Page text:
Wednesday 19 February 2014

Stormy weather

More ferocious storms here at the end of last week, and this was the scene when the rain finally stopped. But the flood water over the fields pointed up something I had never noticed before in this location...the wartime pillbox in front of the line of trees.
During the Second World War these squat, thick-walled structures were insinuated into the landscape as a last-ditch defence against an invasion from the Channel. They would have been manned by snipers and machine gun operators shooting out of slit-like openings. Built of brick and concrete by soldiers and local labour, they remain, hunkered down by streams and hidden in clumps of trees, damp and dark inside but too strong to be ruined.
This part of Kent was known as Hellfire Corner. Not only was the Battle of Britain fought in the skies above, but it was notorious for being on the receiving end of any spare bombs from Luftwaffe planes hastily fleeing south from London after a raid. There used to be a map in the village pub showing the local sites where these bombs had fallen, as well as crashed planes, and the black spots were surprisingly dense. If anyone had assumed that the countryside was safer than the cities, they shouldn't have ventured here.
I've sometimes wondered why I should be so interested in writing about the war - as indeed I have in The Sea Garden. Perhaps the sight of so many of these pillboxes half-hidden in the countryside, glimpsed from the paths I walk almost daily, has worked its magic on the subconscious and the imagination.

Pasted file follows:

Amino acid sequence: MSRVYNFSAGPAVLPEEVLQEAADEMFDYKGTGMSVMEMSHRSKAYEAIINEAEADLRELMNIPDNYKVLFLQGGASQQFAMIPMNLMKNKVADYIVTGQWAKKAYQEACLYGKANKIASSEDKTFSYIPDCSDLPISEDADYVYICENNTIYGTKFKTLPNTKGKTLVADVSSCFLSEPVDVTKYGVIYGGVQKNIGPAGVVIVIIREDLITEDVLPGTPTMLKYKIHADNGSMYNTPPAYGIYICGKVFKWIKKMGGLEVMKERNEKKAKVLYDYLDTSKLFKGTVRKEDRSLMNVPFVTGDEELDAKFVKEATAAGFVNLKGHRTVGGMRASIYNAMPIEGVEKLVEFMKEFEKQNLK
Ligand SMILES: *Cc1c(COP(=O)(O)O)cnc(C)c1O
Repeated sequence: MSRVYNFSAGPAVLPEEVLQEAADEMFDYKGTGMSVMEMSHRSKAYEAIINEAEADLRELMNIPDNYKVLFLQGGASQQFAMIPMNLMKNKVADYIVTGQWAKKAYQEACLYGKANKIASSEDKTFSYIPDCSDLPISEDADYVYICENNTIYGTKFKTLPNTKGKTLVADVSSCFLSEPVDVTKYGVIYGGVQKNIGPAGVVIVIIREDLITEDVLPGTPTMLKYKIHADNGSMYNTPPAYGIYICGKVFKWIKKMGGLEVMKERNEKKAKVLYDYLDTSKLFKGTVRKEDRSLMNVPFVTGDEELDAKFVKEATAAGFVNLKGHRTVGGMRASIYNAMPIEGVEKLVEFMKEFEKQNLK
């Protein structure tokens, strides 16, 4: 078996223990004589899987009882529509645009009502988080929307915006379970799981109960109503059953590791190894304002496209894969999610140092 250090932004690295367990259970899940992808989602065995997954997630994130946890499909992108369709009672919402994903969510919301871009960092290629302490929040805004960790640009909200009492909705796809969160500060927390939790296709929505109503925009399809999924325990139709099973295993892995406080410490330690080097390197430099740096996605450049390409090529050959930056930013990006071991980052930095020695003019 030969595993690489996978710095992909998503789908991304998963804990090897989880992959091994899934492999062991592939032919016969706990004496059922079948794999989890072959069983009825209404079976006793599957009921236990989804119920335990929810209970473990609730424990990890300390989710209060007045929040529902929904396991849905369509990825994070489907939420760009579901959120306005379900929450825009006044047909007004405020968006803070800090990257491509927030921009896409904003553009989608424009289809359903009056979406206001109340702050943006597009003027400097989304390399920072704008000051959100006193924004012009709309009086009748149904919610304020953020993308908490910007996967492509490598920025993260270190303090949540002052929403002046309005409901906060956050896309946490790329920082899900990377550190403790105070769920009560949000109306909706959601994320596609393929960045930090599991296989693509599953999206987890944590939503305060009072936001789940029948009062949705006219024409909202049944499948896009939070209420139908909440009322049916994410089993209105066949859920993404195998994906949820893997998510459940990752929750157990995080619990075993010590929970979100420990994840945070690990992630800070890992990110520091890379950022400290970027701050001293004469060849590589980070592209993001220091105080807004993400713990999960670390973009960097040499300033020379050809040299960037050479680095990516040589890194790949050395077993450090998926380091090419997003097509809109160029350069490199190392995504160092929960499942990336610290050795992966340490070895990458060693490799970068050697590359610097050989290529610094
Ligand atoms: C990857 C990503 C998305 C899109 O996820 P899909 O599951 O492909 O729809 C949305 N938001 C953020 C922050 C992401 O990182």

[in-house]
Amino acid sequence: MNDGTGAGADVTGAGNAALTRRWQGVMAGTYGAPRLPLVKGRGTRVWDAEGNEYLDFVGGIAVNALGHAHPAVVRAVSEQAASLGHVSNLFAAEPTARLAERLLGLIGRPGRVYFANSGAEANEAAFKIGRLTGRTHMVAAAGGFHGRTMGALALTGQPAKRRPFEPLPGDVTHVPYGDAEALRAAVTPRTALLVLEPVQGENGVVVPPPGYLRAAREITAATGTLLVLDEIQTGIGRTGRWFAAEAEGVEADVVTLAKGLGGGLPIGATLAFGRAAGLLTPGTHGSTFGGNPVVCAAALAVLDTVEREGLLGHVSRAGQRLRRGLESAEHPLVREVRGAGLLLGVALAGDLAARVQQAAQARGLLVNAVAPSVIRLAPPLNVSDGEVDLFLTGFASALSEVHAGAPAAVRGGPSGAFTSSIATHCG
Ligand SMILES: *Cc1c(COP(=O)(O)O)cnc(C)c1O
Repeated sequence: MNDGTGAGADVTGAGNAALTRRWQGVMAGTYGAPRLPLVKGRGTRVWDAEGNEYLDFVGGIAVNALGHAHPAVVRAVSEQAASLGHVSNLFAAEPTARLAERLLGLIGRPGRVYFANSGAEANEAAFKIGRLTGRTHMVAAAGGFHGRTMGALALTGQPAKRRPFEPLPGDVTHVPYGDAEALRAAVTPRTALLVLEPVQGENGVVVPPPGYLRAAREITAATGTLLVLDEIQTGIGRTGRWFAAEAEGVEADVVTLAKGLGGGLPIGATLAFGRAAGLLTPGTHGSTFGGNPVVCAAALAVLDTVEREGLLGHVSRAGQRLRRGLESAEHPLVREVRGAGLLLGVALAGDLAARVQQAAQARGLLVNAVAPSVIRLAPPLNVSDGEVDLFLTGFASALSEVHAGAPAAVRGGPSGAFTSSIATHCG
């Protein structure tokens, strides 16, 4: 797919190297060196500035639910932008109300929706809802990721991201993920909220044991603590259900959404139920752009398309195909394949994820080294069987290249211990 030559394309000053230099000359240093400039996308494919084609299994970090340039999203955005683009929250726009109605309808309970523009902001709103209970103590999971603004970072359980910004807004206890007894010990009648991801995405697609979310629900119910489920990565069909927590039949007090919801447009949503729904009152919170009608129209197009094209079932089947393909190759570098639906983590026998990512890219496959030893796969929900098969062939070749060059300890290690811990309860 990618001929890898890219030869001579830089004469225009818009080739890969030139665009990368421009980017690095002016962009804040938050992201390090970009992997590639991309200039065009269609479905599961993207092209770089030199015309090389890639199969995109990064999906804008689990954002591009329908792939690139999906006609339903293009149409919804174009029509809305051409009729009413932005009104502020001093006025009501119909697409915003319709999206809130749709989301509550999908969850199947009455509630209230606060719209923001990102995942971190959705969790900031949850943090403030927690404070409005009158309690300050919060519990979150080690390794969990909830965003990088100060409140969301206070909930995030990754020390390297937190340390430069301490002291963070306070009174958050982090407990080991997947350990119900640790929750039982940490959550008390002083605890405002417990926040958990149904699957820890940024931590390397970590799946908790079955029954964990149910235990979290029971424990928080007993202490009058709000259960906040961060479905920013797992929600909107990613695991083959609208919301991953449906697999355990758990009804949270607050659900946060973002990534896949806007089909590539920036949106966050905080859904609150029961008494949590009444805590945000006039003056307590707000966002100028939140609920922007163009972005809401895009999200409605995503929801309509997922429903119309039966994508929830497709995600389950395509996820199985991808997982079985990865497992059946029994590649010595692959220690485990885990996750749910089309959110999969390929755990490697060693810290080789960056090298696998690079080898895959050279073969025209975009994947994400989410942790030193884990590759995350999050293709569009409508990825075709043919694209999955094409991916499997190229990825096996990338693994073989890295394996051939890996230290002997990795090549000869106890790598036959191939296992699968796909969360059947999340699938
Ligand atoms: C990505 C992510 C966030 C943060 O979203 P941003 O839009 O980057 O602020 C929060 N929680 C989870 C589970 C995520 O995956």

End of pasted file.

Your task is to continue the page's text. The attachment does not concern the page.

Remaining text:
Gill Edwards said...

i love seeing those pillboxes, we have one in Wat Tyler, our local country park, you can climb up to it but its all closed off inside now. Being an amateur historian i enjoy reading all about this sort of thing. Looking forward to your book very much.
Gill xx

Libby said...

For us in the States, this is totally fascinating! We don't have "live history" like this. I can only imagine the mind at work on passing these every day, now, so many years later. To those of us of a different generation, and separated by an ocean, it's almost a romantic version of conflict. Does that make sense?
BTW: we went to see "Monuments Men" with George Clooney last weekend. Do you know it? About saving paintings and art during WWII. I thought the movie was wonderful although I think it's received mixed reviews….

Marcheline said...

Hope your weather clears up soon! And ours here in NY, as well. Ugh.

I'm longing to see "Monuments Men", as well, Libby! Sounds great, and damn the critics - what do they know, anyway? 8-)

Deborah Lawrenson said...

Well, quite, Libby and Marcheline, I always think mixed reviews denote something far more interesting than bland!

Muriel said...

Let's hope that the weather will be better, Deborah! As for pillboxes, it reminded me of the German bunkers we have in South of France. I grew up playing hide and seek in them. Some were even connected by an intricate network of tunnels. Ah, memories!

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